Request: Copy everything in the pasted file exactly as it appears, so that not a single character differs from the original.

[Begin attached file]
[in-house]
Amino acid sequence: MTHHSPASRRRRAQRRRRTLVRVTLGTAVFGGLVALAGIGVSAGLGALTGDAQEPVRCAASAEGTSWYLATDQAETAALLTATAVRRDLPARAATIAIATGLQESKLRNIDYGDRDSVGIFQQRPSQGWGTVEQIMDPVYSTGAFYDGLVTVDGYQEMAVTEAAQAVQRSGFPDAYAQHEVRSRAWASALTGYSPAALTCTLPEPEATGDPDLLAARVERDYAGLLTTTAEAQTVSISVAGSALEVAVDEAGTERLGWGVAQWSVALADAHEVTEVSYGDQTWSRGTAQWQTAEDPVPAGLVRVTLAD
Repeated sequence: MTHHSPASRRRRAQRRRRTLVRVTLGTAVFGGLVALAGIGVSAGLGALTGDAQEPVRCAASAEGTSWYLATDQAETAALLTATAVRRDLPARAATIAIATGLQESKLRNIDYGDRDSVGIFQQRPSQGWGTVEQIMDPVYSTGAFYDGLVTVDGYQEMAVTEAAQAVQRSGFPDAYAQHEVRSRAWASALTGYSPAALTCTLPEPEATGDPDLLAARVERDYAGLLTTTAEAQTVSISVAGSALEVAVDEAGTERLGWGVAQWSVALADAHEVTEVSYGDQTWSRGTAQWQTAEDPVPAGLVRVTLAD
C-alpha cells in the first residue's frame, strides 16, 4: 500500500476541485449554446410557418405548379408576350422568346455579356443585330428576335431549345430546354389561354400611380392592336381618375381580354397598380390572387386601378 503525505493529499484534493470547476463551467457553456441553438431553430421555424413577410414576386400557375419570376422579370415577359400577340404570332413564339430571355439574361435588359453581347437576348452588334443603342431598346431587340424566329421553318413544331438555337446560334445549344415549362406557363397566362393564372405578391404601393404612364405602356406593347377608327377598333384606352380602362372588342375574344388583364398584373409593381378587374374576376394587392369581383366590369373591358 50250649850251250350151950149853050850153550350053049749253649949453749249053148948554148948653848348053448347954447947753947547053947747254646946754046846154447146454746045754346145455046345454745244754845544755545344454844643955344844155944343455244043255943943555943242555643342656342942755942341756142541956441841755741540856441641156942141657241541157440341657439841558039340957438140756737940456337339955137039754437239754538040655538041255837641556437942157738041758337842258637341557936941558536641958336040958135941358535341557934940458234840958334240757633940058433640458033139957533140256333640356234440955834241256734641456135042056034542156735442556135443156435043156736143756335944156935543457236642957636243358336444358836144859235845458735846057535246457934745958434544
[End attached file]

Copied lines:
[in-house]
Amino acid sequence: MTHHSPASRRRRAQRRRRTLVRVTLGTAVFGGLVALAGIGVSAGLGALTGDAQEPVRCAASAEGTSWYLATDQAETAALLTATAVRRDLPARAATIAIATGLQESKLRNIDYGDRDSVGIFQQRPSQGWGTVEQIMDPVYSTGAFYDGLVTVDGYQEMAVTEAAQAVQRSGFPDAYAQHEVRSRAWASALTGYSPAALTCTLPEPEATGDPDLLAARVERDYAGLLTTTAEAQTVSISVAGSALEVAVDEAGTERLGWGVAQWSVALADAHEVTEVSYGDQTWSRGTAQWQTAEDPVPAGLVRVTLAD
Repeated sequence: MTHHSPASRRRRAQRRRRTLVRVTLGTAVFGGLVALAGIGVSAGLGALTGDAQEPVRCAASAEGTSWYLATDQAETAALLTATAVRRDLPARAATIAIATGLQESKLRNIDYGDRDSVGIFQQRPSQGWGTVEQIMDPVYSTGAFYDGLVTVDGYQEMAVTEAAQAVQRSGFPDAYAQHEVRSRAWASALTGYSPAALTCTLPEPEATGDPDLLAARVERDYAGLLTTTAEAQTVSISVAGSALEVAVDEAGTERLGWGVAQWSVALADAHEVTEVSYGDQTWSRGTAQWQTAEDPVPAGLVRVTLAD
C-alpha cells in the first residue's frame, strides 16, 4: 500500500476541485449554446410557418405548379408576350422568346455579356443585330428576335431549345430546354389561354400611380392592336381618375381580354397598380390572387386601378 503525505493529499484534493470547476463551467457553456441553438431553430421555424413577410414576386400557375419570376422579370415577359400577340404570332413564339430571355439574361435588359453581347437576348452588334443603342431598346431587340424566329421553318413544331438555337446560334445549344415549362406557363397566362393564372405578391404601393404612364405602356406593347377608327377598333384606352380602362372588342375574344388583364398584373409593381378587374374576376394587392369581383366590369373591358 50250649850251250350151950149853050850153550350053049749253649949453749249053148948554148948653848348053448347954447947753947547053947747254646946754046846154447146454746045754346145455046345454745244754845544755545344454844643955344844155944343455244043255943943555943242555643342656342942755942341756142541956441841755741540856441641156942141657241541157440341657439841558039340957438140756737940456337339955137039754437239754538040655538041255837641556437942157738041758337842258637341557936941558536641958336040958135941358535341557934940458234840958334240757633940058433640458033139957533140256333640356234440955834241256734641456135042056034542156735442556135443156435043156736143756335944156935543457236642957636243358336444358836144859235845458735846057535246457934745958434544